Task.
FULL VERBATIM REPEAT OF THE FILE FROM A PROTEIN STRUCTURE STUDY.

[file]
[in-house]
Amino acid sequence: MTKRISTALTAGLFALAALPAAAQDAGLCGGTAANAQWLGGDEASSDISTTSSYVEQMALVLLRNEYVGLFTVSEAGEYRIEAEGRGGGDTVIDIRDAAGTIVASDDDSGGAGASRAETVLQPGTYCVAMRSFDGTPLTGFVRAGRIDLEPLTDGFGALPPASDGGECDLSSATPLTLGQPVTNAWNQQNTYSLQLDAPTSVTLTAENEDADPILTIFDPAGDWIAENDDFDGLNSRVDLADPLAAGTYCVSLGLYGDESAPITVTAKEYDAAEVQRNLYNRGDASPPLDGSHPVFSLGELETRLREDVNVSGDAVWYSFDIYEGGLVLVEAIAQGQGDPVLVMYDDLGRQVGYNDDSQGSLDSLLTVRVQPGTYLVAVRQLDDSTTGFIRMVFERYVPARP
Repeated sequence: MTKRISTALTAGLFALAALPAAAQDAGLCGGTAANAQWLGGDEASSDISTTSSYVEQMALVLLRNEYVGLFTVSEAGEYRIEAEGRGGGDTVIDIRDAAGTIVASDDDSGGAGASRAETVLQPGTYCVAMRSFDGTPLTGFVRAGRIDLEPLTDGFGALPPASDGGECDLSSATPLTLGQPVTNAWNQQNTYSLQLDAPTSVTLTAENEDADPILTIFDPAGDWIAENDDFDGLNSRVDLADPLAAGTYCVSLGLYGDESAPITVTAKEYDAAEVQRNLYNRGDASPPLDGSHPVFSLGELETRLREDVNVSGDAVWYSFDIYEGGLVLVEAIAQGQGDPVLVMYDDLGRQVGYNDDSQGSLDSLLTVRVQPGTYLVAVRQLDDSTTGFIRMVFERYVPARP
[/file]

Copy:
[in-house]
Amino acid sequence: MTKRISTALTAGLFALAALPAAAQDAGLCGGTAANAQWLGGDEASSDISTTSSYVEQMALVLLRNEYVGLFTVSEAGEYRIEAEGRGGGDTVIDIRDAAGTIVASDDDSGGAGASRAETVLQPGTYCVAMRSFDGTPLTGFVRAGRIDLEPLTDGFGALPPASDGGECDLSSATPLTLGQPVTNAWNQQNTYSLQLDAPTSVTLTAENEDADPILTIFDPAGDWIAENDDFDGLNSRVDLADPLAAGTYCVSLGLYGDESAPITVTAKEYDAAEVQRNLYNRGDASPPLDGSHPVFSLGELETRLREDVNVSGDAVWYSFDIYEGGLVLVEAIAQGQGDPVLVMYDDLGRQVGYNDDSQGSLDSLLTVRVQPGTYLVAVRQLDDSTTGFIRMVFERYVPARP
Repeated sequence: MTKRISTALTAGLFALAALPAAAQDAGLCGGTAANAQWLGGDEASSDISTTSSYVEQMALVLLRNEYVGLFTVSEAGEYRIEAEGRGGGDTVIDIRDAAGTIVASDDDSGGAGASRAETVLQPGTYCVAMRSFDGTPLTGFVRAGRIDLEPLTDGFGALPPASDGGECDLSSATPLTLGQPVTNAWNQQNTYSLQLDAPTSVTLTAENEDADPILTIFDPAGDWIAENDDFDGLNSRVDLADPLAAGTYCVSLGLYGDESAPITVTAKEYDAAEVQRNLYNRGDASPPLDGSHPVFSLGELETRLREDVNVSGDAVWYSFDIYEGGLVLVEAIAQGQGDPVLVMYDDLGRQVGYNDDSQGSLDSLLTVRVQPGTYLVAVRQLDDSTTGFIRMVFERYVPARP